Risk Factor Differences for Aortic Versus Coronary Calcified Atherosclerosis. The Multiethnic Study of Atherosclerosis.
Summary of "Risk Factor Differences for Aortic Versus Coronary Calcified Atherosclerosis. The Multiethnic Study of Atherosclerosis."
The goal of this study was to compare and contrast coronary artery calcium (CAC) with abdominal aortic calcium (AAC) in terms of their associations with traditional and novel cardiovascular disease (CVD) risk factors. METHODS AND
We measured both AAC and CAC using computed tomography scans in 1974 men and women aged 45 to 84 years from a multiethnic cohort. Traditional and novel CVD risk factors were examined separately in relation to AAC and CAC, using logistic regression for qualitative categorical comparisons and multiple linear regression for quantitative continuous comparisons. AAC was significantly associated with cigarette smoking and dyslipidemia and showed no gender difference. In contrast, CAC showed much weaker associations with smoking and dyslipidemia and a strong male predominance. Age and hypertension were associated similarly and significantly with AAC and CAC. Novel risk factors generally showed no independent association with either calcium measure, although in subset analyses, phosphorus, but not calcium, was related to CAC. The receiver operating characteristic curves for the qualitative results and the r(2) values for the quantitative analyses were both much higher for AAC than for CAC.
AAC showed stronger correlations with most CVD risk factors than did CAC. The predictive value of AAC compared with CAC for incident CVD events remains to be evaluated.
Departments of Family and Preventive Medicine.
This article was published in the following journal.
Name: Arteriosclerosis, thrombosis, and vascular biology
- PubMed Source: http://www.ncbi.nlm.nih.gov/pubmed/20814018
- DOI: http://dx.doi.org/10.1161/ATVBAHA.110.208181
Medical and Biotech [MESH] Definitions
Abnormal balloon- or sac-like dilatation in the wall of CORONARY VESSELS. Most coronary aneurysms are due to CORONARY ATHEROSCLEROSIS, and the rest are due to inflammatory diseases, such as KAWASAKI DISEASE.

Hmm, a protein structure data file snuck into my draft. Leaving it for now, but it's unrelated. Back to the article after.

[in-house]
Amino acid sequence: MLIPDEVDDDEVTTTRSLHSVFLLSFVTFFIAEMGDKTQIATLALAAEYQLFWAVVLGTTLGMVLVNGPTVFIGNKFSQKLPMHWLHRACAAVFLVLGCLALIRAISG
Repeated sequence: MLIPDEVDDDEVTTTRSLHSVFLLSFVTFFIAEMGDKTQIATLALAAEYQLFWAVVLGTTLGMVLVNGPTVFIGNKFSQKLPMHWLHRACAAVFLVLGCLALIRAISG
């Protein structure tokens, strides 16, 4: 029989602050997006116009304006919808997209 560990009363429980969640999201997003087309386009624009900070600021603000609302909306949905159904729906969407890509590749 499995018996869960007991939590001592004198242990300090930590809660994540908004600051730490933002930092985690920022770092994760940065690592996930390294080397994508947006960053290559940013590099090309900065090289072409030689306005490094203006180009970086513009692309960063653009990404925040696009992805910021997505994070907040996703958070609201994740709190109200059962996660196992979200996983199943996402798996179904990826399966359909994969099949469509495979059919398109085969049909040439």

Complete blockage of blood flow through one of the CORONARY ARTERIES, usually from CORONARY ATHEROSCLEROSIS.
Small clusters of chemoreceptive and supporting cells located near the ARCH OF THE AORTA; the PULMONARY ARTERIES; and the coronary arteries. The aortic bodies sense PH; CARBON DIOXIDE; and oxygen concentrations in the BLOOD and participate in the control of RESPIRATION. The aortic bodies should not be confused with the PARA-AORTIC BODIES in the abdomen (which are sometimes also called aortic bodies).
The formation of dentin. Dentin first appears in the layer between the ameloblasts and odontoblasts and becomes calcified immediately. Formation progresses from the tip of the papilla over its slope to form a calcified cap becoming thicker by the apposition of new layers pulpward. A layer of uncalcified dentin intervenes between the calcified tissue and the odontoblast and its processes. (From Jablonski, Dictionary of Dentistry, 1992)
The voltage differences across a membrane. For cellular membranes they are computed by subtracting the voltage measured outside the membrane from the voltage measured inside the membrane. They result from differences of inside versus outside concentration of potassium, sodium, chloride, and other ions across cells' or ORGANELLES membranes. For excitable cells, the resting membrane potentials range between -30 and -100 millivolts. Physical, chemical, or electrical stimuli can make a membrane potential more negative (hyperpolarization), or less negative (depolarization).
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